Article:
If you’ve ever watched any type of sporting event, you are probably familiar with the term “ACL Injury.” But do you know what that actually means?
According to the Centers for Disease Control and Prevention, around 250,000 ACL injuries occur in the United States each year. The injury is incredibly common, but not necessarily well understood.
That’s why Jeff Lansdale, PT, OCS, Program Manager at Humboldt Sports Plus, wants to shed some light on the anterior cruciate ligament and how we might lower the risk of ACL injury.
What Is the ACL?
First—what is a ligament? Basically, a ligament is strong connective tissue that connects bones one to another. The ligaments keep the bones and joints in proper alignment so that they can function correctly.
Generally speaking, the anterior cruciate ligament functions to prevent the leg bone, which is below the knee, from moving too far forward on the thigh bone, which is above the knee. The anterior cruciate ligament also controls rotational forces at the knee joint.
What Happens in ACL Injury?
The anterior cruciate ligament or “ACL” is one of the primary stabilizers of the knee joint, and we often hear about the ACL when someone injures their knee. If someone says, “I blew out my knee,” he or she is most often talking about an anterior cruciate injury.
Tearing the ACL is a severe injury and usually requires surgical reconstruction and prolonged recovery before a person can return to his or her previous level of activity. The prolonged timeline is especially true in the athletic population, particularly in high-demand sports such as football, soccer, basketball and volleyball.
As the father of two athletic daughters, it was very interesting to me that young female athletes injure the ACL a rate of four to six times greater than their male counterparts. A great deal of research has been undertaken to determine why the female athlete, particularly in her adolescent years, is more prone to injuring the ACL.
As is often the case, there seem to be multiple factors—some we think we understand and then some maybe not so much.
There are anatomical, biomechanical and hormonal differences between male and female athletes that have been studied and likely play a role in the increased injury rates noted in the adolescent female. Those hard biological factors can’t be changed. They are what they are.
But there are some factors that can be changed.
Most ACL injuries are non-contact in nature and often result during planting, cutting and pivoting activities. Landing from a jump can also be a time of concern. Researches discovered that female athletes tend to stand more erect with straighter knees during these tasks.
Girls also let the knees slant in or come together to a greater degree during these same planting, cutting, and landing activities. These positions and movements have been shown to increase stress on the ACL. The good news is that these “neuromuscular” tendencies can be mitigated by simple training regimens.
Taking Steps to Prevent ACL Injury
The neuromuscular risk factors can be impacted through nothing more complicated than a regular exercise program. The program should include certain balance, strengthening and jump training components, along with proper education and coaching “feedback” regarding correct technique.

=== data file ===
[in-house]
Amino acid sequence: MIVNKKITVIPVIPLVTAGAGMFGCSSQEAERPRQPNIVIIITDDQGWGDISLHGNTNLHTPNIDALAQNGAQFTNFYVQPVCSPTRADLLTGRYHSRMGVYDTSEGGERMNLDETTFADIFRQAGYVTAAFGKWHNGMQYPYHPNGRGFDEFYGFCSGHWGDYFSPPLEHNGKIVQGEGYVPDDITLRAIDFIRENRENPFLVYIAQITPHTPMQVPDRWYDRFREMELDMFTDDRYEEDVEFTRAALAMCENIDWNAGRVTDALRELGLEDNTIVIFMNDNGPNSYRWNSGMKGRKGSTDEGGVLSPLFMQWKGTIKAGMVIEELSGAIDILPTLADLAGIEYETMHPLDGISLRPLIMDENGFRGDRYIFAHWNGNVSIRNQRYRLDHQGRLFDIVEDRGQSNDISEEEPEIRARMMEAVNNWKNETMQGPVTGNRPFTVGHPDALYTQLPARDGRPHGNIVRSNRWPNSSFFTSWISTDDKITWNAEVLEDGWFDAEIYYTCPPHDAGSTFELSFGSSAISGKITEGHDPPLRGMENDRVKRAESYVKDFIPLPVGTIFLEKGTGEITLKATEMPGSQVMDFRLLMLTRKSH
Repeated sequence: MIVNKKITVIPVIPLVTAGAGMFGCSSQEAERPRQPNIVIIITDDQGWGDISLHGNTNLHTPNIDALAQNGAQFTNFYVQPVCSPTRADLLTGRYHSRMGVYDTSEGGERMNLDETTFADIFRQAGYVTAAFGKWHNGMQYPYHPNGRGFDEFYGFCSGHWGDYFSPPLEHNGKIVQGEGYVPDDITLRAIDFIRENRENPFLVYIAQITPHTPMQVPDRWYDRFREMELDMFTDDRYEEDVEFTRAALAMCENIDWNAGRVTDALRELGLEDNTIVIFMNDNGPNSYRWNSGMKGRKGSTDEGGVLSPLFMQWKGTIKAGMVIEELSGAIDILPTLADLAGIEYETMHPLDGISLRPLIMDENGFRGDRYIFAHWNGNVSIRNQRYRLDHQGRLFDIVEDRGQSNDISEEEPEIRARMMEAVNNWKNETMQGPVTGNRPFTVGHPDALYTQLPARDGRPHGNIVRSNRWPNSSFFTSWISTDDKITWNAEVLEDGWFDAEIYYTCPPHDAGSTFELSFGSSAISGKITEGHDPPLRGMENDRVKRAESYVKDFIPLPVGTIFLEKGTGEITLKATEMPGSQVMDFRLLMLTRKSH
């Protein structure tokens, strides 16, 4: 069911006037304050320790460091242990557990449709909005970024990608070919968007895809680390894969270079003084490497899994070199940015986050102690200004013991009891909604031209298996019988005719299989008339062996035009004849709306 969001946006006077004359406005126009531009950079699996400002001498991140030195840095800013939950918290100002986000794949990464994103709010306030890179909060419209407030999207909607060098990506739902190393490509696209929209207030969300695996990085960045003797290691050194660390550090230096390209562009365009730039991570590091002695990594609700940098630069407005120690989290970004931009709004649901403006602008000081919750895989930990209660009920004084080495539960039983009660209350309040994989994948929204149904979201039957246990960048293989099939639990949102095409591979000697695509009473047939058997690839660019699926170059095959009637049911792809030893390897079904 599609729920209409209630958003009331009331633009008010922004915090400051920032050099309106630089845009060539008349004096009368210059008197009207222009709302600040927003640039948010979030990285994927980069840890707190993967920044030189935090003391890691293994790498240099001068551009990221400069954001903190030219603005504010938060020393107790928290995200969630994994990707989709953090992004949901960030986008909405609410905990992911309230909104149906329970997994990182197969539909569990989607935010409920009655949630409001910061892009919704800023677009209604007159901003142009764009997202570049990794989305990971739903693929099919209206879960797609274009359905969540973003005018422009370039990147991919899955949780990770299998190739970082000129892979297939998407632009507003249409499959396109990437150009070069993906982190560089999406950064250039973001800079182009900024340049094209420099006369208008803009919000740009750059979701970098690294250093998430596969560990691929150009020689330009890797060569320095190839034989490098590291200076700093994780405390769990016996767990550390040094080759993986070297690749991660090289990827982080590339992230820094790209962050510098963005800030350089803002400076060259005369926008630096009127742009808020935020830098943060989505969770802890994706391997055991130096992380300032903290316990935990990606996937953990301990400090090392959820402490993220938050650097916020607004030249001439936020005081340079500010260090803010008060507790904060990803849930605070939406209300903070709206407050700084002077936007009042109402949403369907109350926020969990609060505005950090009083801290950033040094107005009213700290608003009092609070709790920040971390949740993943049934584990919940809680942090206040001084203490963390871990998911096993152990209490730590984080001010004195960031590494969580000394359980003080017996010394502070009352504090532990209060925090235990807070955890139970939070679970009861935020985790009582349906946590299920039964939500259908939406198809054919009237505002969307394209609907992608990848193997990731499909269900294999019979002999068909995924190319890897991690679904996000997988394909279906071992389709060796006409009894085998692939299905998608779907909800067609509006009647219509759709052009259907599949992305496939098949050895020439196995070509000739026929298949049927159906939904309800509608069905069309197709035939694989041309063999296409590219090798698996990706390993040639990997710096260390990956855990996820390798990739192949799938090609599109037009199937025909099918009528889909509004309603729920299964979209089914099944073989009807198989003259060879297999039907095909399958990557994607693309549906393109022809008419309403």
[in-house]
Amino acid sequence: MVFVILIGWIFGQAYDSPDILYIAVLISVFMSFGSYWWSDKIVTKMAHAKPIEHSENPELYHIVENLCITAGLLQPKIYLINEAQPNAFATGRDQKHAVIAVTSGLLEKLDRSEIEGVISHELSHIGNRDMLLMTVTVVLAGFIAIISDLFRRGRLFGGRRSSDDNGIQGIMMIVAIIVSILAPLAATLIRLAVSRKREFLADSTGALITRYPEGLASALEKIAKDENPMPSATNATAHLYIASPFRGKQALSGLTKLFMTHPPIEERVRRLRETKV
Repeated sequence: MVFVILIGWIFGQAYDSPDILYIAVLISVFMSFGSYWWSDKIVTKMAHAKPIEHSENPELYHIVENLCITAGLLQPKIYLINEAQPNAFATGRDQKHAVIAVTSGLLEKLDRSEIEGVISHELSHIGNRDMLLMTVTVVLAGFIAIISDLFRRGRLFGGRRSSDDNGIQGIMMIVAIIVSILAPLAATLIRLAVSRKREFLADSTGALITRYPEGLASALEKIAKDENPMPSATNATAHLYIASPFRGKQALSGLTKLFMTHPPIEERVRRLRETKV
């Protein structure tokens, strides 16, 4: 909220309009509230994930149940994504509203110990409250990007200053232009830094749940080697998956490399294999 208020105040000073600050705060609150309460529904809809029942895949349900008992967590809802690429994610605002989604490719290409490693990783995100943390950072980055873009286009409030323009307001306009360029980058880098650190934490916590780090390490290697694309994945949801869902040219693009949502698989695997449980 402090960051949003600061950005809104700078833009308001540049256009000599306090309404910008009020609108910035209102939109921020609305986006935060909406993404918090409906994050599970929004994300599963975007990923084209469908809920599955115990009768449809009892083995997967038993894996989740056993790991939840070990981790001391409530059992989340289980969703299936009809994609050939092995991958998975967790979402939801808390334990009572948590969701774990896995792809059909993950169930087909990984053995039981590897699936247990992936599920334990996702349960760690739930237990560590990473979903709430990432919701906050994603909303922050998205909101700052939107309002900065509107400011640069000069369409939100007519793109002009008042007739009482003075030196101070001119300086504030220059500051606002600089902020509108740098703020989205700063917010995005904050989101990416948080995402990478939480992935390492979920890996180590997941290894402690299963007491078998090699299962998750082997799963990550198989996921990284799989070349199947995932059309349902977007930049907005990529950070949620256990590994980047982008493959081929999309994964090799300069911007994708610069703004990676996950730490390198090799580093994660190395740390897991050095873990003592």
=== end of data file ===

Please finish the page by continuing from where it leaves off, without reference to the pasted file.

The program needs to be performed at least three to four times per week for a minimum of six weeks to begin showing results. With regular performance of a good ACL Injury Prevention Program, the injury rates in females can be decreased up to 72%. That’s a huge impact!
The great news is that you do not have to be a healthcare professional to start a program. A typical regimen is about 20 minutes in length and can be implemented by a coach or even a player after a short bit of instruction.
I know a local basketball coach that has her captains run an ACL Injury Prevention Program as her warm-up. The process works beautifully with great results. It really is easy and just takes a little dedication.
Quality programs are readily available in step-by-step format from multiple sources, including the internet, but it is a good idea to check with a rehabilitation or athletic training professional to make sure you are using a program that includes all the needed components and that you understand the particular points of technique critical to program success.
Despite all the advances in medicine, surgery and rehabilitation, up to 20 percent of ACL reconstruction patients suffer re-injury within two years. Ten to 12 years after ACL reconstruction, up to 79% of patients begin to demonstrate early signs of osteoarthritis. There are downstream consequences and costs for this injury. That’s why preventive action is so important.
We owe it to our girls, and boys as well, to step in and do what we can to protect them as best we can from ACL injury. As a father of daughters and a physical therapist, I would like to see injury prevention programs implemented throughout our youth sports leagues worldwide.
Amateur sports organizations, including FIFA, AAU and YVBA, need to lead the way by adopting ACL Injury Prevention Programs. As more and more girls step forward into competitive athletics and experience all the good life lessons sports provide, let us make sure they stay healthy and finish strong.
There is no reason it can’t start right here. Let’s lead the way.
If you’re looking into ways to prevent ACL tears and other injuries, Sports Plus Rehab Centers offer comprehensive guidance. With 14 clinics across west Tennessee, SportsPlus is conveniently located close to you.